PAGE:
Alcestis Books Historical fiction Recommendations

More lazy spring-break link posting

Con or Bust raised over $5000 to help fans of color attend Wiscon! And the copy of Alcestis I donated has already arrived with its new owner.

Sarah Johnson wrote an insightful post about “reviewerese” and the notion of authenticity in historical fiction. A sample:

When you see a novel described as impeccably researched, meticulously researched, or historically accurate (and you’ll find this in publicity material, too), what the reviewer may really mean is: “the author includes a lot of historical details that made the setting come alive” or “I didn’t notice anything obviously wrong” or “I learned a ton of new info from this book” or even “it has a massively long bibliography.” Or it could mean exactly what it says. Without knowing anything about the reviewer’s capability to judge such things, it’s impossible to know for sure.

Lapham’s Quarterly posts a chart of day jobs of famous writers, including Henry Fielding, Magistrate.

Finally: I’m reading An Instance of the Fingerpost and really enjoying it so far. I know it’s incredibly popular. Are there any other historical fiction books you think should be required reading for fans of the genre?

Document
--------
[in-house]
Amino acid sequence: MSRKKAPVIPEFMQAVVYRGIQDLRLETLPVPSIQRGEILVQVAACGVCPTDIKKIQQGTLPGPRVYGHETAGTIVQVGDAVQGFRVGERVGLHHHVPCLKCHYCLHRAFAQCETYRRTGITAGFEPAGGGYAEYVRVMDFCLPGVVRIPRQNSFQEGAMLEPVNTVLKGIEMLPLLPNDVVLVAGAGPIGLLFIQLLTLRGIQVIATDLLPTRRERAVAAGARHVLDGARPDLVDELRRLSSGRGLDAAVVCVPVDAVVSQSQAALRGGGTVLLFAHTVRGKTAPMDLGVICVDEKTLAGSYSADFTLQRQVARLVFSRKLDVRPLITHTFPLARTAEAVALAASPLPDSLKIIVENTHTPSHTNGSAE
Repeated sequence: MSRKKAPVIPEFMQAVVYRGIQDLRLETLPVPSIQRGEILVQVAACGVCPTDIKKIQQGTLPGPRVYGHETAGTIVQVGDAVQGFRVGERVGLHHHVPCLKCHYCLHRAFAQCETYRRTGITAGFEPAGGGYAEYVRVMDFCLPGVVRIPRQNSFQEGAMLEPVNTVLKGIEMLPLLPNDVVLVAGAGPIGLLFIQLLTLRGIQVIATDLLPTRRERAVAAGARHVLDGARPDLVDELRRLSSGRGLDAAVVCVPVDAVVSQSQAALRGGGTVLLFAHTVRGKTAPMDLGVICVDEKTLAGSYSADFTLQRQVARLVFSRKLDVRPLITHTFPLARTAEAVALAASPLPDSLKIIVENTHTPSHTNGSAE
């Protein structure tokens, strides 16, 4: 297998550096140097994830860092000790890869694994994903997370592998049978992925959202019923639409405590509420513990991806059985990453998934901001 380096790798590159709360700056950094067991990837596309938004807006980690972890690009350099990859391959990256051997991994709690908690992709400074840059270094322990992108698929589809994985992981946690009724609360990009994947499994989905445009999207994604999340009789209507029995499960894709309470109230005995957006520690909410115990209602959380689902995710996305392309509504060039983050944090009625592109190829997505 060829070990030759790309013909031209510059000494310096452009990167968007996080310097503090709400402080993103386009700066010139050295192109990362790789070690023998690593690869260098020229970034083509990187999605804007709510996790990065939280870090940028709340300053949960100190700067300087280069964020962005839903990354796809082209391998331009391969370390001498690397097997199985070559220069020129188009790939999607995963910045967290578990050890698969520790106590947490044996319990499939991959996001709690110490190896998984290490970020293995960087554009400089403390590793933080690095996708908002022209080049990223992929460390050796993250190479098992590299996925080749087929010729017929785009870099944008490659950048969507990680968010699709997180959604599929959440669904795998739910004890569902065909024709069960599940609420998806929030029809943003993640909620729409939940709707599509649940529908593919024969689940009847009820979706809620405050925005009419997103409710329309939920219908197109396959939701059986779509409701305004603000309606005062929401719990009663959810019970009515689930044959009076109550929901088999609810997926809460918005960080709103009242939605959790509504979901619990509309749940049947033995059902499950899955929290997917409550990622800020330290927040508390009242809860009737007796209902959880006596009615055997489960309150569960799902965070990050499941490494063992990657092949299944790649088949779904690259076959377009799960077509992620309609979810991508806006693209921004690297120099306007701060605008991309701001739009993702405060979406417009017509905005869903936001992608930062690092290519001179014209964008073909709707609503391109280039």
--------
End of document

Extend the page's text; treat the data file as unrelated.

1. Thanks for linking up my post! Glad you’re enjoying the Pears so far – I loved that book and wish I could read it again for the first time. I’ll be interested to hear others’ recommendations.

  2. You’re very welcome! I’m actually feeling a bit more unsure about the Pears now — I’m around 2/3 of the way through and only just now feeling much suspense. I was talking to my mother about this yesterday; I think the reason it’s not working brilliantly for me as a mystery (yet) is that the psychology is so alien to me — I admire it as historical fiction but it means that I can’t play my usual psychological guessing games with the mystery plot, because I have no idea how to predict the politics or the religiously-motivated craziness that seems to be driving the characters. I’m intrigued enough to finish it, though.

    I’d definitely recommend Possession as required reading for historical fiction fans (and for everybody!).

  3. Yes, Possession, definitely – another favorite of mine! Fingerpost seems to inspire a variety of reactions. It was the very gradual unlocking of the mystery that intrigued me, and he caught my attention with one major plot twist I hadn’t seen coming. The final account I thought was just brilliant.

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